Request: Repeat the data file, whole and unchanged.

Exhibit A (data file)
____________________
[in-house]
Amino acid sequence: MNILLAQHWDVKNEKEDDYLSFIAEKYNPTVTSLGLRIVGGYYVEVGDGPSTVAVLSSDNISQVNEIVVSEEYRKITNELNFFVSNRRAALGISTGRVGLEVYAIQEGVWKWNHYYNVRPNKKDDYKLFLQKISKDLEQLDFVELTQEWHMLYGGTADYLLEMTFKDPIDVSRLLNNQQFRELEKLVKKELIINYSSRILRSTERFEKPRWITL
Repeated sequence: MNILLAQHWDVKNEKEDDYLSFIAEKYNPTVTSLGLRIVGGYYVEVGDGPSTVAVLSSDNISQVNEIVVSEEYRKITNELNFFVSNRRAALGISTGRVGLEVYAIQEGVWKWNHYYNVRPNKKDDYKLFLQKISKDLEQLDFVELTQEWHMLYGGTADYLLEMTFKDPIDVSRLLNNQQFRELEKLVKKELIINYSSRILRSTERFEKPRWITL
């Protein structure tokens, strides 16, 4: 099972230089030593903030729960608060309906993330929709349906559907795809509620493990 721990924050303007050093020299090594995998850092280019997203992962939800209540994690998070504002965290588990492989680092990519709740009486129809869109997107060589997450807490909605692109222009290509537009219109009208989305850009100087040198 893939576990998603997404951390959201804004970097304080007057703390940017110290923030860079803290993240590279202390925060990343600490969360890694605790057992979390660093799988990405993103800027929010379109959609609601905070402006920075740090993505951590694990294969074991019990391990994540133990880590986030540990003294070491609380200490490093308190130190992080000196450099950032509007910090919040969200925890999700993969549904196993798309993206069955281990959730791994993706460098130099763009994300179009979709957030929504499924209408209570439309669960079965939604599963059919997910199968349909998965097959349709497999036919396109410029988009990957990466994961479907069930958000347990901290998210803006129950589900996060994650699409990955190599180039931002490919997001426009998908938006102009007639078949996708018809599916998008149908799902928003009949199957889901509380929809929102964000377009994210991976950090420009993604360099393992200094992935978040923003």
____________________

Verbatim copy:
[in-house]
Amino acid sequence: MNILLAQHWDVKNEKEDDYLSFIAEKYNPTVTSLGLRIVGGYYVEVGDGPSTVAVLSSDNISQVNEIVVSEEYRKITNELNFFVSNRRAALGISTGRVGLEVYAIQEGVWKWNHYYNVRPNKKDDYKLFLQKISKDLEQLDFVELTQEWHMLYGGTADYLLEMTFKDPIDVSRLLNNQQFRELEKLVKKELIINYSSRILRSTERFEKPRWITL
Repeated sequence: MNILLAQHWDVKNEKEDDYLSFIAEKYNPTVTSLGLRIVGGYYVEVGDGPSTVAVLSSDNISQVNEIVVSEEYRKITNELNFFVSNRRAALGISTGRVGLEVYAIQEGVWKWNHYYNVRPNKKDDYKLFLQKISKDLEQLDFVELTQEWHMLYGGTADYLLEMTFKDPIDVSRLLNNQQFRELEKLVKKELIINYSSRILRSTERFEKPRWITL
């Protein structure tokens, strides 16, 4: 099972230089030593903030729960608060309906993330929709349906559907795809509620493990 721990924050303007050093020299090594995998850092280019997203992962939800209540994690998070504002965290588990492989680092990519709740009486129809869109997107060589997450807490909605692109222009290509537009219109009208989305850009100087040198 893939576990998603997404951390959201804004970097304080007057703390940017110290923030860079803290993240590279202390925060990343600490969360890694605790057992979390660093799988990405993103800027929010379109959609609601905070402006920075740090993505951590694990294969074991019990391990994540133990880590986030540990003294070491609380200490490093308190130190992080000196450099950032509007910090919040969200925890999700993969549904196993798309993206069955281990959730791994993706460098130099763009994300179009979709957030929504499924209408209570439309669960079965939604599963059919997910199968349909998965097959349709497999036919396109410029988009990957990466994961479907069930958000347990901290998210803006129950589900996060994650699409990955190599180039931002490919997001426009998908938006102009007639078949996708018809599916998008149908799902928003009949199957889901509380929809929102964000377009994210991976950090420009993604360099393992200094992935978040923003």